Use of logit averaging for integration of urban and intercity passenger rail demand forecasts
Corresponding Author: Lucile Kellis, Steer Davies Gleave
Presented By: Lucile Kellis, Steer Davies Gleave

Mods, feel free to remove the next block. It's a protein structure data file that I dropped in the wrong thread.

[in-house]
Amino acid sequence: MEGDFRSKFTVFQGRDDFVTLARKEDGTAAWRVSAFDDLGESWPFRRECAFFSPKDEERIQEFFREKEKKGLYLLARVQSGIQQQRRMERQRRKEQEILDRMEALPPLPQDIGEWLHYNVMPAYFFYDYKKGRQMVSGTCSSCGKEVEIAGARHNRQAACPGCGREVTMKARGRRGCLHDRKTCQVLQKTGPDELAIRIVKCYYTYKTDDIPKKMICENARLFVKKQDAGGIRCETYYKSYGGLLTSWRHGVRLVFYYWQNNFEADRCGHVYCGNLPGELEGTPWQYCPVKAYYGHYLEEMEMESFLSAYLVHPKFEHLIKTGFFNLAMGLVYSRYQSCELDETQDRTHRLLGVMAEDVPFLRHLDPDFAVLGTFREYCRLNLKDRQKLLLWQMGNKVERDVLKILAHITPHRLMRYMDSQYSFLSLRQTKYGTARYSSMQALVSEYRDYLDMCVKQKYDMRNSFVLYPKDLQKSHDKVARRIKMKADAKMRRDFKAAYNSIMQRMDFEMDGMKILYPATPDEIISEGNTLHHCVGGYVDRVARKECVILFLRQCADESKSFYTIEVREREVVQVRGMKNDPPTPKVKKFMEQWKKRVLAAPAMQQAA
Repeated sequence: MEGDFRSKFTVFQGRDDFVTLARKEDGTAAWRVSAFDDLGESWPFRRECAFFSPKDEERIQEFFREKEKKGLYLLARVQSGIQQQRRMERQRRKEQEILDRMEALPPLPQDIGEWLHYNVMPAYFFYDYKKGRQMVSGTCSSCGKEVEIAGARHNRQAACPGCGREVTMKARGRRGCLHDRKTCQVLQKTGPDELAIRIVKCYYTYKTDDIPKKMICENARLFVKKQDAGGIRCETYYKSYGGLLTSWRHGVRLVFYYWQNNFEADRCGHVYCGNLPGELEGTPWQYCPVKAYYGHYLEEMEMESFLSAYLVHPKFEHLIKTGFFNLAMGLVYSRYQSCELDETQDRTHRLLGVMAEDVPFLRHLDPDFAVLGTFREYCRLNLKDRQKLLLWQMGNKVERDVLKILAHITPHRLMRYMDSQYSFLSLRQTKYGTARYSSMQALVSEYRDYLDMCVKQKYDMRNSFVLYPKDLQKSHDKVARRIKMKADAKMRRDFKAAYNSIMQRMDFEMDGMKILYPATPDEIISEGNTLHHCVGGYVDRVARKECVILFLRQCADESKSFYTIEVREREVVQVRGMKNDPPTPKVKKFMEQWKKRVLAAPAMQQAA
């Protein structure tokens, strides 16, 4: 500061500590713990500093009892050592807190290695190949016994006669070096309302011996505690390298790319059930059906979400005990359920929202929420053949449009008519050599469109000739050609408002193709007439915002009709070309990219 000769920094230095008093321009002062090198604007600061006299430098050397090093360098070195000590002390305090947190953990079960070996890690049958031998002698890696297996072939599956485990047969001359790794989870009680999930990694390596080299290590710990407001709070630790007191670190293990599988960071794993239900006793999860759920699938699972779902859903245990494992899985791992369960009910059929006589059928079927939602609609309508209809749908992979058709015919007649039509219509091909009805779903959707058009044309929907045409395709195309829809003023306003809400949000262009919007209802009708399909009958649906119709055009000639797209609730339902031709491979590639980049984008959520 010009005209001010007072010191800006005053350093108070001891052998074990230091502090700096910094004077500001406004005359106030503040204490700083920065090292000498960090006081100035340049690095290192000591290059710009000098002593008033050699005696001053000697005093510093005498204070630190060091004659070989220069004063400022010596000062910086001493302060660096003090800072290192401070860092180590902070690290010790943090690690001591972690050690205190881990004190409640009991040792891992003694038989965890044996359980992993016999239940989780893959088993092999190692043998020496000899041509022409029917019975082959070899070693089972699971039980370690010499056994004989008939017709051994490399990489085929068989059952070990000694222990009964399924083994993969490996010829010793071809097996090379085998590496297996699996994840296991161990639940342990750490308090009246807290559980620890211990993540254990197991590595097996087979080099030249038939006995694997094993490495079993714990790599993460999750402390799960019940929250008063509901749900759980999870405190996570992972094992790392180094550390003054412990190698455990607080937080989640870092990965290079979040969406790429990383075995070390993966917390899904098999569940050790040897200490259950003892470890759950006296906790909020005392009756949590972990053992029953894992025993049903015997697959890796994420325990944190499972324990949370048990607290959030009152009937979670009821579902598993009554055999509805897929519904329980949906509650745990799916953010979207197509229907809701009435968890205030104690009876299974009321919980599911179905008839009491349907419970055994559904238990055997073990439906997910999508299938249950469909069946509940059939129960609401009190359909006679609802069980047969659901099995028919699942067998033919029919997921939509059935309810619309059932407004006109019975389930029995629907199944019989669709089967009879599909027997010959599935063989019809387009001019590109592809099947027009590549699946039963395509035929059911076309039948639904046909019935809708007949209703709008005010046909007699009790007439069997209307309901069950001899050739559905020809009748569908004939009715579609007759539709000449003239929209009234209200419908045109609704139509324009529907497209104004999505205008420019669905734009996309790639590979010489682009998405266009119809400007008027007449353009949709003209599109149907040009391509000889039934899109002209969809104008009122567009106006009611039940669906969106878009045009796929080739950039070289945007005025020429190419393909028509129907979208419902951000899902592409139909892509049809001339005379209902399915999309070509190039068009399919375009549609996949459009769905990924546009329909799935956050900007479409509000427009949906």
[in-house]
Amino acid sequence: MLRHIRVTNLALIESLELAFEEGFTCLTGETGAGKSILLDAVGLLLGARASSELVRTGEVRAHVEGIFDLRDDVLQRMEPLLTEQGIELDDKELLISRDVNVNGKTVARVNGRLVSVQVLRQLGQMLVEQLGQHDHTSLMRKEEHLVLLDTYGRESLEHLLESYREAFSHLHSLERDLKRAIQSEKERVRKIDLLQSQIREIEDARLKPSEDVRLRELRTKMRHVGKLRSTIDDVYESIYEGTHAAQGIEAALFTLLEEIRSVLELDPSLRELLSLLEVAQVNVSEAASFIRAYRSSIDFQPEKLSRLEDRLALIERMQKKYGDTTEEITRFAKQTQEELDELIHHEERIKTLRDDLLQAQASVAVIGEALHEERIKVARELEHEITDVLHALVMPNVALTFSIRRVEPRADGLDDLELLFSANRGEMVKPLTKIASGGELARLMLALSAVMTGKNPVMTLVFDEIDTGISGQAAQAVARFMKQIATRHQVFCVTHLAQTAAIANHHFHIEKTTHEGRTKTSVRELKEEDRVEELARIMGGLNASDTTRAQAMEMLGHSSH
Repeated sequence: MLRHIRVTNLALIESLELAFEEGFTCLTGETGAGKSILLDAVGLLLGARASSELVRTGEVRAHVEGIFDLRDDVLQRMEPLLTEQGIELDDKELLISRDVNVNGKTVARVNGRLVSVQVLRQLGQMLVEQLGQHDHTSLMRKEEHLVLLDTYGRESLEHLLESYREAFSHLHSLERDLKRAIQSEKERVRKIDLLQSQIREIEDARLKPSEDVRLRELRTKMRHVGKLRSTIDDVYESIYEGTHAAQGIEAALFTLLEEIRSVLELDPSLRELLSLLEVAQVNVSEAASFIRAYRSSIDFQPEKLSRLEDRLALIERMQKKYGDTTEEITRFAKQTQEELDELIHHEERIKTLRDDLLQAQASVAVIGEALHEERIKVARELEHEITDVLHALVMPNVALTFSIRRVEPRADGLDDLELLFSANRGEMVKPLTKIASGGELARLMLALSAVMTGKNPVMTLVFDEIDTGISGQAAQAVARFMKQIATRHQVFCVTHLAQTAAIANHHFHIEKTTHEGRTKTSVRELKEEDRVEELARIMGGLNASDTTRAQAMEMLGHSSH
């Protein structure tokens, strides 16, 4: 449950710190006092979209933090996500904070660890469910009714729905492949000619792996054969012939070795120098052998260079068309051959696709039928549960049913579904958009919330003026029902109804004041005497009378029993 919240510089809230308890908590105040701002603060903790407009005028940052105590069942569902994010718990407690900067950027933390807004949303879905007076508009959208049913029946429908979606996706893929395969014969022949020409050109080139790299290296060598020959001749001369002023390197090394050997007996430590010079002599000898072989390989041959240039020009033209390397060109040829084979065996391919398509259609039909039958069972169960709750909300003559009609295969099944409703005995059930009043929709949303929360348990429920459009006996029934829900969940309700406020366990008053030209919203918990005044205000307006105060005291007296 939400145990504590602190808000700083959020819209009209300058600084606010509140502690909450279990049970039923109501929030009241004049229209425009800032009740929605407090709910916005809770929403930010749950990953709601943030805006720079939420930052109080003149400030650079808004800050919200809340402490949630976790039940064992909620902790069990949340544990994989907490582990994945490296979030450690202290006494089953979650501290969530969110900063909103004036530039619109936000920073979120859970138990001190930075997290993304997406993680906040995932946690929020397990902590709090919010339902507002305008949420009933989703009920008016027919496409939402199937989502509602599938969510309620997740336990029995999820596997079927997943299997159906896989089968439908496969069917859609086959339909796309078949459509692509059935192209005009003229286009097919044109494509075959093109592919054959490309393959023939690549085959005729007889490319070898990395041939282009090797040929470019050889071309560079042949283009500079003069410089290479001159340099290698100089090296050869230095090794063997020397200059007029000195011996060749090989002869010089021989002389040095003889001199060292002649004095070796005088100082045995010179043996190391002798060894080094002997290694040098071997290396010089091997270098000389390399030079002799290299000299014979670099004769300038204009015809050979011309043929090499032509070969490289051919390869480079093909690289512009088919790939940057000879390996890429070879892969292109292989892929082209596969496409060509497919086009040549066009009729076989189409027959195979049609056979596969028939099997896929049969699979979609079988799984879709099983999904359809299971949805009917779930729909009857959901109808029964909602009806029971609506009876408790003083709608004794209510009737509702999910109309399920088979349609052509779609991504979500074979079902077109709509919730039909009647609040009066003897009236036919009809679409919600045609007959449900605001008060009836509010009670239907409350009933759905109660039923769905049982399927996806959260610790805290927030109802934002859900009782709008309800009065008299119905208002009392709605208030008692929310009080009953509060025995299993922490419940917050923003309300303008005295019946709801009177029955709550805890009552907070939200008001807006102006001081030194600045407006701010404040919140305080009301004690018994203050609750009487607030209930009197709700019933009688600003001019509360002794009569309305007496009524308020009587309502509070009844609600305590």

Analyses of demand forecasts for high-speed and intercity passenger rail (HSIPR) service are often carried out using regional / statewide / corridor-level or other models that treat urban areas within the study area at much coarser levels of detail than the MPO or urban models do. Such long distance intercity models typically use simplified representations of local transit accessibility and connectivity near the HSIPR stations, making improvements to them hard to represent in intercity modeling. In addition, the norm for these models is to use the travelers’ choice of HISPR stations in a deterministic manner contrary to real life practice. By the same token, improvements in intercity service or increases in ridership are often not well represented in urban models. It is rare to see urban and intercity models at these two levels to be highly integrated with any kind of analytical rigor. And such an integration is usually not a high priority when conducting customized HSIPR demand forecasting. The cycle was about to be repeated in Texas, where analyses of intercity HSIPR between major metropolitan areas required exchange of information between MPO and corridor-level intercity travel forecasting models. Rather than following the traditional practice of keeping urban and intercity models separate and trying to patch the two together in modeling post processing steps, we built a highly flexible method of exchanging mode choice logsums between the urban and intercity models, making each appropriately sensitive to those calculated using the other. This is achieved through a novel logit average technique that can be easily transferred and applied in other locations with modest changes to the modelling systems used at each level. Moreover, an efficient by-product of this innovative approach is the ability to obtain probabilistic rather than deterministic HSIPR station assignments for the study area travel analysis zones.